3-19 Direct sales by manufacturers –Sellers understand their markets better because of the direct connection to consumers –Consumers gain greater information about the products through direct connection to the manufacturers –Example: Dell Computers: build-to-order customisation Virtual (pure-play) e-tailers –Firms that sell directly to customers over the Internet without maintaining a physical sales channel. Example: cattoys.com. 3.1: Classification by Distribution Channel
3-20 Click-and-mortar retailers –Brick-and-mortar retailers with a transactional Web site from which to conduct business. Multichannel business model –A business model where a company sells in multiple marketing channels simultaneously –Example: A company conducting its business using both physical stores and online stores. 3.1: Classification by Distribution Channel
3-21 Retailing in online malls or e-mall –Referring directories Directory organised by product type Catalog listings or banner ads at the mall site advertise the products or stores –Malls with shared services Consumer can find the product, order and pay for it, and arrange for shipment Hosting mall provides these services, but they are executed by each store independently. Ideally, the customer would like to go to different stores in the e-mall, use one shopping cart, and pay only once. This integrated services (with a single checkout for many merchants) is possible in Yahoo!store (smallbusiness.yahoo.com/merchant). 3.1: Classification by Distribution Channel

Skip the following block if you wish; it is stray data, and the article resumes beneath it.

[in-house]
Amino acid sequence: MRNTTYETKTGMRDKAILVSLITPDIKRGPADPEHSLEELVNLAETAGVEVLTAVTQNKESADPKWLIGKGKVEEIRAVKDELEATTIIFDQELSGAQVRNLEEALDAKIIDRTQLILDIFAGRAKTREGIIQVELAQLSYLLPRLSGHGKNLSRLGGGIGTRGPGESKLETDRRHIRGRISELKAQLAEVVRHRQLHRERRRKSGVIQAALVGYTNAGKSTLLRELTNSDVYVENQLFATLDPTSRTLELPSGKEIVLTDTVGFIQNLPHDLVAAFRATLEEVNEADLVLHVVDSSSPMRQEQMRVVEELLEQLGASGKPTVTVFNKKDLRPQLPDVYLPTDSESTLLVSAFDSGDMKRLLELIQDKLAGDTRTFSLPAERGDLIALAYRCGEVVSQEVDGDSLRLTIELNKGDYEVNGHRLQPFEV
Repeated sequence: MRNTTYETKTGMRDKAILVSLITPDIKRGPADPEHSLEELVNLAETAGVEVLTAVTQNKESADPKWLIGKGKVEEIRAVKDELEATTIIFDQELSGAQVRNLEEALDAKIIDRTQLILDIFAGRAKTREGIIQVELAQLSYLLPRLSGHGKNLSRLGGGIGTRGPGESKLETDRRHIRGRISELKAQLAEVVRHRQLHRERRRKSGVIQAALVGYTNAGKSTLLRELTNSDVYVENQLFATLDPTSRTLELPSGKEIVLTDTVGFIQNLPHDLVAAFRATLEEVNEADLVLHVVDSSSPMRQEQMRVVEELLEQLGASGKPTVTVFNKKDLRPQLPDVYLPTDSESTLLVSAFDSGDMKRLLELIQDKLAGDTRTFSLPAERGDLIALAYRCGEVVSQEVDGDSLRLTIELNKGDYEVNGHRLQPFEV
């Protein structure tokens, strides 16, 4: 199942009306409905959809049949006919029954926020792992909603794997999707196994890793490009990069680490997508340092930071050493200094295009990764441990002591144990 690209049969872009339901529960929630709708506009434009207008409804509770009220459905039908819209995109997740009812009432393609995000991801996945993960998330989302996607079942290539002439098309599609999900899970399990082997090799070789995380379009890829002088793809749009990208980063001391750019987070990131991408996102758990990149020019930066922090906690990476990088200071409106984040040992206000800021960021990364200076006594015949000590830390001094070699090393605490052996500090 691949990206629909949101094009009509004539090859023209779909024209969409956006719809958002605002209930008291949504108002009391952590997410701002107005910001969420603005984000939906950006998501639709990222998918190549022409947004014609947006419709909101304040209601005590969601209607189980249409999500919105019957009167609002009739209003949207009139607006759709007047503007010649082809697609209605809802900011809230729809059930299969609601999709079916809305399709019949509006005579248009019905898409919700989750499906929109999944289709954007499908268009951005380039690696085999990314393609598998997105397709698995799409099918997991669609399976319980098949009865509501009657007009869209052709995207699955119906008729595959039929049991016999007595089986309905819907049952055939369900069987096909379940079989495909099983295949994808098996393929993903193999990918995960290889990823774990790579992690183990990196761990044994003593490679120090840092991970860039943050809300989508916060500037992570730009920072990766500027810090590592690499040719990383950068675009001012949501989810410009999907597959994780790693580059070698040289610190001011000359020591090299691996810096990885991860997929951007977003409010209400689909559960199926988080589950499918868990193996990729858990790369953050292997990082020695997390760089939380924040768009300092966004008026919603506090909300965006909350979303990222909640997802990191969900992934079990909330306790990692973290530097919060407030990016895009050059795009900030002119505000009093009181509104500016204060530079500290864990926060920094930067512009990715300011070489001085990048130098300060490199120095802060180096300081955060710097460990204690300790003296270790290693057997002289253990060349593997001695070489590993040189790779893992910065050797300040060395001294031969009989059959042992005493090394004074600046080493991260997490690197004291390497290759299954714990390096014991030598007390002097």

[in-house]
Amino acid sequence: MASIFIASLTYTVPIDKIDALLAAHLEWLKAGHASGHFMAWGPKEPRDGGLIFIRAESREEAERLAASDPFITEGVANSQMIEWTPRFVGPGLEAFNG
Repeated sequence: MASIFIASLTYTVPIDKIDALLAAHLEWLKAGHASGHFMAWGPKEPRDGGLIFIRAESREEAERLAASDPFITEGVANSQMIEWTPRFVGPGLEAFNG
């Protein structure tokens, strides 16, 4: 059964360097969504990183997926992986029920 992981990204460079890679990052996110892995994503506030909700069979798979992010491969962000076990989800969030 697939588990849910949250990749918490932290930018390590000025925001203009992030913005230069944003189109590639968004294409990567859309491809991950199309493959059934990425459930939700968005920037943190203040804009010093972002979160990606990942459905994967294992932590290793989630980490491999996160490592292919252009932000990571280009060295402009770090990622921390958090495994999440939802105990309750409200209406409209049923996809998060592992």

3-22 Of the many other B2C services, four of interest are those that deliver physical products, digital products and services: –Postal Services –Services and Products for Adults –Wedding Channels –Gift Registries 3.1: Representative B2C Services
: Travel and Tourism Services Online Online travel is probably the most successful e- commerce implementation Online services provided include: –General information –Reserving and purchasing tickets, accommodations, and entertainment –Travel tips –Electronic travel magazines –Fare comparisons –Travel products store –Expert opinion –Frequent-flyer deals
3-25 Benefits of Online Travel Services –Benefits to consumers Large amount of free information available 24/7 Potential for for substantial discounts in price –Benefits to providers Airlines, hotels, and cruise lines are selling otherwise-empty spaces Direct selling saves the provider’s commission and its processing. (Otherwise it has to sell via a transaction broker which charges fees for its services) 3.2: Travel and Tourism Services Online